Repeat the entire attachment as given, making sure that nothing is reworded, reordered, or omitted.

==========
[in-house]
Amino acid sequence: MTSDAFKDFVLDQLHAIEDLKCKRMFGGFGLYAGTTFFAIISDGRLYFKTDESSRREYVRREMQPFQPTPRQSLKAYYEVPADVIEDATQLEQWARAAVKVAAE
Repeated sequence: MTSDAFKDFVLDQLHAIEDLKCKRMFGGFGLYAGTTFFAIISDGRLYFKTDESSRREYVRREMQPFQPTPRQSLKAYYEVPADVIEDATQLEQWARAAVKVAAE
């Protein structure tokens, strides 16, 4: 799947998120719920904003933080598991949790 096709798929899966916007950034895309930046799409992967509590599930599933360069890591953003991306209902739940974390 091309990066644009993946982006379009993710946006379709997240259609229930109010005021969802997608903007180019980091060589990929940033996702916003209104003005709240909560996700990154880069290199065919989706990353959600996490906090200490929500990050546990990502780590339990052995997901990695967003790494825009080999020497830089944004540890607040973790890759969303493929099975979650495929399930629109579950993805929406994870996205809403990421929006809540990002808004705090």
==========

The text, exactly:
[in-house]
Amino acid sequence: MTSDAFKDFVLDQLHAIEDLKCKRMFGGFGLYAGTTFFAIISDGRLYFKTDESSRREYVRREMQPFQPTPRQSLKAYYEVPADVIEDATQLEQWARAAVKVAAE
Repeated sequence: MTSDAFKDFVLDQLHAIEDLKCKRMFGGFGLYAGTTFFAIISDGRLYFKTDESSRREYVRREMQPFQPTPRQSLKAYYEVPADVIEDATQLEQWARAAVKVAAE
């Protein structure tokens, strides 16, 4: 799947998120719920904003933080598991949790 096709798929899966916007950034895309930046799409992967509590599930599933360069890591953003991306209902739940974390 091309990066644009993946982006379009993710946006379709997240259609229930109010005021969802997608903007180019980091060589990929940033996702916003209104003005709240909560996700990154880069290199065919989706990353959600996490906090200490929500990050546990990502780590339990052995997901990695967003790494825009080999020497830089944004540890607040973790890759969303493929099975979650495929399930629109579950993805929406994870996205809403990421929006809540990002808004705090």